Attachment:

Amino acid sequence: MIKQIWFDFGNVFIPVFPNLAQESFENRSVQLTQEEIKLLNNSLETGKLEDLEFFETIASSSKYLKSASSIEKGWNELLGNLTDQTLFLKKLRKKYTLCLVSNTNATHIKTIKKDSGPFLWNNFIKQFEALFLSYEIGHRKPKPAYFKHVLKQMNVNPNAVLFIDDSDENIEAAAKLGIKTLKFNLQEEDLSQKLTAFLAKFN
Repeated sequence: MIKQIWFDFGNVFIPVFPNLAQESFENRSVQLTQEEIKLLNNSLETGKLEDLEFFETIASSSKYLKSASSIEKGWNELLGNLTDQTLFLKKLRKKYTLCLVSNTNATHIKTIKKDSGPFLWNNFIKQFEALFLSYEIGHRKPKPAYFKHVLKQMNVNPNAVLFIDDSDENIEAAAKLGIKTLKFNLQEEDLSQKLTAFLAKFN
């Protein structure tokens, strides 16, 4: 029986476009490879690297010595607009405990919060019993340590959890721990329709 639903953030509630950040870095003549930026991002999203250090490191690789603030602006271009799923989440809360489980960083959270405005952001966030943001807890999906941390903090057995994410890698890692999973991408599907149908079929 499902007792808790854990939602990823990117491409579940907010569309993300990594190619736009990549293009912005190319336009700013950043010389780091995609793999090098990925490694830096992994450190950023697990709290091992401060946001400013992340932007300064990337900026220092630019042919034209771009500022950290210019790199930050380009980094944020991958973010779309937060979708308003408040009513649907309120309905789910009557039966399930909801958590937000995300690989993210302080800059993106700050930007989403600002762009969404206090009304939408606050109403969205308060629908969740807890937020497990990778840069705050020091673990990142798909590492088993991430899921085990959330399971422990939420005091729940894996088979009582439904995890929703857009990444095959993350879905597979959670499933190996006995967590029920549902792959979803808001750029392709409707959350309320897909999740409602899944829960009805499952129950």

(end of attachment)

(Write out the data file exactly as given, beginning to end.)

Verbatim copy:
Amino acid sequence: MIKQIWFDFGNVFIPVFPNLAQESFENRSVQLTQEEIKLLNNSLETGKLEDLEFFETIASSSKYLKSASSIEKGWNELLGNLTDQTLFLKKLRKKYTLCLVSNTNATHIKTIKKDSGPFLWNNFIKQFEALFLSYEIGHRKPKPAYFKHVLKQMNVNPNAVLFIDDSDENIEAAAKLGIKTLKFNLQEEDLSQKLTAFLAKFN
Repeated sequence: MIKQIWFDFGNVFIPVFPNLAQESFENRSVQLTQEEIKLLNNSLETGKLEDLEFFETIASSSKYLKSASSIEKGWNELLGNLTDQTLFLKKLRKKYTLCLVSNTNATHIKTIKKDSGPFLWNNFIKQFEALFLSYEIGHRKPKPAYFKHVLKQMNVNPNAVLFIDDSDENIEAAAKLGIKTLKFNLQEEDLSQKLTAFLAKFN
């Protein structure tokens, strides 16, 4: 029986476009490879690297010595607009405990919060019993340590959890721990329709 639903953030509630950040870095003549930026991002999203250090490191690789603030602006271009799923989440809360489980960083959270405005952001966030943001807890999906941390903090057995994410890698890692999973991408599907149908079929 499902007792808790854990939602990823990117491409579940907010569309993300990594190619736009990549293009912005190319336009700013950043010389780091995609793999090098990925490694830096992994450190950023697990709290091992401060946001400013992340932007300064990337900026220092630019042919034209771009500022950290210019790199930050380009980094944020991958973010779309937060979708308003408040009513649907309120309905789910009557039966399930909801958590937000995300690989993210302080800059993106700050930007989403600002762009969404206090009304939408606050109403969205308060629908969740807890937020497990990778840069705050020091673990990142798909590492088993991430899921085990959330399971422990939420005091729940894996088979009582439904995890929703857009990444095959993350879905597979959670499933190996006995967590029920549902792959979803808001750029392709409707959350309320897909999740409602899944829960009805499952129950």